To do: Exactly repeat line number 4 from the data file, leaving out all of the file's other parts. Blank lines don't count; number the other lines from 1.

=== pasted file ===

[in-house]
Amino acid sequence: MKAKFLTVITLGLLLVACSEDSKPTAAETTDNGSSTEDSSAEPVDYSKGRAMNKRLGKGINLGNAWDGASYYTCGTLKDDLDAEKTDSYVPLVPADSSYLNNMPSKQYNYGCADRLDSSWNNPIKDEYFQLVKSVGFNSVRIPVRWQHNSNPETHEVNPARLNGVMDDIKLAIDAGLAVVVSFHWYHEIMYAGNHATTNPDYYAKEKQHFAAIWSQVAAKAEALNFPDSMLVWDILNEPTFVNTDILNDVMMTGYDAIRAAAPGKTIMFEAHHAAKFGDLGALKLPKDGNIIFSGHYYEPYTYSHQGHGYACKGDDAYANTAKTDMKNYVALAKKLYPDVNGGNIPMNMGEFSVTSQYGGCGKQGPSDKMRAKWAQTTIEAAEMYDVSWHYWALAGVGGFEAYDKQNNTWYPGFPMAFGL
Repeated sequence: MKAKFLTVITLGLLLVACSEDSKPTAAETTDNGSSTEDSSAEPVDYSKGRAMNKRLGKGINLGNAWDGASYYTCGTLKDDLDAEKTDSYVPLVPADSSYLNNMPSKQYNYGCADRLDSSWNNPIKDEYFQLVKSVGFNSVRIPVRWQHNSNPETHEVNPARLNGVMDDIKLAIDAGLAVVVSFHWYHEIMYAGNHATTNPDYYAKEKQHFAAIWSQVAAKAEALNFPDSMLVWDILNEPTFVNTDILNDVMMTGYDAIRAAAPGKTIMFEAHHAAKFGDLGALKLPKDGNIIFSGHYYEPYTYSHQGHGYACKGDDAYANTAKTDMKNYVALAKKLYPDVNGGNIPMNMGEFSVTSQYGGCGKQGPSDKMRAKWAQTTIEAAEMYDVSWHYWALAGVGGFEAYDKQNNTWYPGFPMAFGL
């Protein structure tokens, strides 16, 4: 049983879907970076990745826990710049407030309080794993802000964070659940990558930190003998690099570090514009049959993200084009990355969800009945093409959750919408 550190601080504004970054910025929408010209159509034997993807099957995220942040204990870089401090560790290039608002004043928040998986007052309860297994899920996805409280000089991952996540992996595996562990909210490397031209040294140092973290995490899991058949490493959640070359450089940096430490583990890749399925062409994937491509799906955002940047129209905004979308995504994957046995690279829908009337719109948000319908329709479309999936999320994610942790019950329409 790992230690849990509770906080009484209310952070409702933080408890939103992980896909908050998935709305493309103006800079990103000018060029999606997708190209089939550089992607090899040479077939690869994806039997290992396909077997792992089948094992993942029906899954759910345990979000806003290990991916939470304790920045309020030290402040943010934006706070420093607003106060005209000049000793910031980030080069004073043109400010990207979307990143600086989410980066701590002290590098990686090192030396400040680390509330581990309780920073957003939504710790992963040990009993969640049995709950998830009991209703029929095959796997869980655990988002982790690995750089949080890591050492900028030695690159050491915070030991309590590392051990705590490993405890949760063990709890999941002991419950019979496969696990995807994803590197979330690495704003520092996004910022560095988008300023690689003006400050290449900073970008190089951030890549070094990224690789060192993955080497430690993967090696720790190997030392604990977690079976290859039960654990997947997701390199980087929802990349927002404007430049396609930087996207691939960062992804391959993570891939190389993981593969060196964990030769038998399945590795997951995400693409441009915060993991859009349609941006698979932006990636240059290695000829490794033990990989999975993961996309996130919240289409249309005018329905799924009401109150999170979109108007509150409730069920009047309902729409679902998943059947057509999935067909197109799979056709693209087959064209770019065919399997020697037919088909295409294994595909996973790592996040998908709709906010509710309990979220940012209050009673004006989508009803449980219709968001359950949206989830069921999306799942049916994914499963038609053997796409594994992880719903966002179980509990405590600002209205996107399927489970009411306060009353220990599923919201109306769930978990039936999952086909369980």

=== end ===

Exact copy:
């Protein structure tokens, strides 16, 4: 049983879907970076990745826990710049407030309080794993802000964070659940990558930190003998690099570090514009049959993200084009990355969800009945093409959750919408 550190601080504004970054910025929408010209159509034997993807099957995220942040204990870089401090560790290039608002004043928040998986007052309860297994899920996805409280000089991952996540992996595996562990909210490397031209040294140092973290995490899991058949490493959640070359450089940096430490583990890749399925062409994937491509799906955002940047129209905004979308995504994957046995690279829908009337719109948000319908329709479309999936999320994610942790019950329409 790992230690849990509770906080009484209310952070409702933080408890939103992980896909908050998935709305493309103006800079990103000018060029999606997708190209089939550089992607090899040479077939690869994806039997290992396909077997792992089948094992993942029906899954759910345990979000806003290990991916939470304790920045309020030290402040943010934006706070420093607003106060005209000049000793910031980030080069004073043109400010990207979307990143600086989410980066701590002290590098990686090192030396400040680390509330581990309780920073957003939504710790992963040990009993969640049995709950998830009991209703029929095959796997869980655990988002982790690995750089949080890591050492900028030695690159050491915070030991309590590392051990705590490993405890949760063990709890999941002991419950019979496969696990995807994803590197979330690495704003520092996004910022560095988008300023690689003006400050290449900073970008190089951030890549070094990224690789060192993955080497430690993967090696720790190997030392604990977690079976290859039960654990997947997701390199980087929802990349927002404007430049396609930087996207691939960062992804391959993570891939190389993981593969060196964990030769038998399945590795997951995400693409441009915060993991859009349609941006698979932006990636240059290695000829490794033990990989999975993961996309996130919240289409249309005018329905799924009401109150999170979109108007509150409730069920009047309902729409679902998943059947057509999935067909197109799979056709693209087959064209770019065919399997020697037919088909295409294994595909996973790592996040998908709709906010509710309990979220940012209050009673004006989508009803449980219709968001359950949206989830069921999306799942049916994914499963038609053997796409594994992880719903966002179980509990405590600002209205996107399927489970009411306060009353220990599923919201109306769930978990039936999952086909369980």